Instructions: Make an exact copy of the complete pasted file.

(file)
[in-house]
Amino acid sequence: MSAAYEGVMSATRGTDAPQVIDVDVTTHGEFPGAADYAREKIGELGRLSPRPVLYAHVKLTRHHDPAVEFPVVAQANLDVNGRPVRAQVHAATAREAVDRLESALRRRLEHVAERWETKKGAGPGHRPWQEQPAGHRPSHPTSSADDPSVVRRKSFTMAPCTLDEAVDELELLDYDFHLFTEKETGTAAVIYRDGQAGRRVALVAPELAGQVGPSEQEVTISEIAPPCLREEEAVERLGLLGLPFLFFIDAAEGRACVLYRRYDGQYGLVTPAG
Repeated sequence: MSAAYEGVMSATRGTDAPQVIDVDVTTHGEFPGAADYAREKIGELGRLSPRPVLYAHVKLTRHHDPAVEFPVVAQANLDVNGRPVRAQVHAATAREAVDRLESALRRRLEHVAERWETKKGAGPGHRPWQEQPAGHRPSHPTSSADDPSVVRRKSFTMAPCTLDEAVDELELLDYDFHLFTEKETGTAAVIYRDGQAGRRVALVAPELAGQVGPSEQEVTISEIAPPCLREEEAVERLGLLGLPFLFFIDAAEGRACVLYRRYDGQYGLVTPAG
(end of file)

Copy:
[in-house]
Amino acid sequence: MSAAYEGVMSATRGTDAPQVIDVDVTTHGEFPGAADYAREKIGELGRLSPRPVLYAHVKLTRHHDPAVEFPVVAQANLDVNGRPVRAQVHAATAREAVDRLESALRRRLEHVAERWETKKGAGPGHRPWQEQPAGHRPSHPTSSADDPSVVRRKSFTMAPCTLDEAVDELELLDYDFHLFTEKETGTAAVIYRDGQAGRRVALVAPELAGQVGPSEQEVTISEIAPPCLREEEAVERLGLLGLPFLFFIDAAEGRACVLYRRYDGQYGLVTPAG
Repeated sequence: MSAAYEGVMSATRGTDAPQVIDVDVTTHGEFPGAADYAREKIGELGRLSPRPVLYAHVKLTRHHDPAVEFPVVAQANLDVNGRPVRAQVHAATAREAVDRLESALRRRLEHVAERWETKKGAGPGHRPWQEQPAGHRPSHPTSSADDPSVVRRKSFTMAPCTLDEAVDELELLDYDFHLFTEKETGTAAVIYRDGQAGRRVALVAPELAGQVGPSEQEVTISEIAPPCLREEEAVERLGLLGLPFLFFIDAAEGRACVLYRRYDGQYGLVTPAG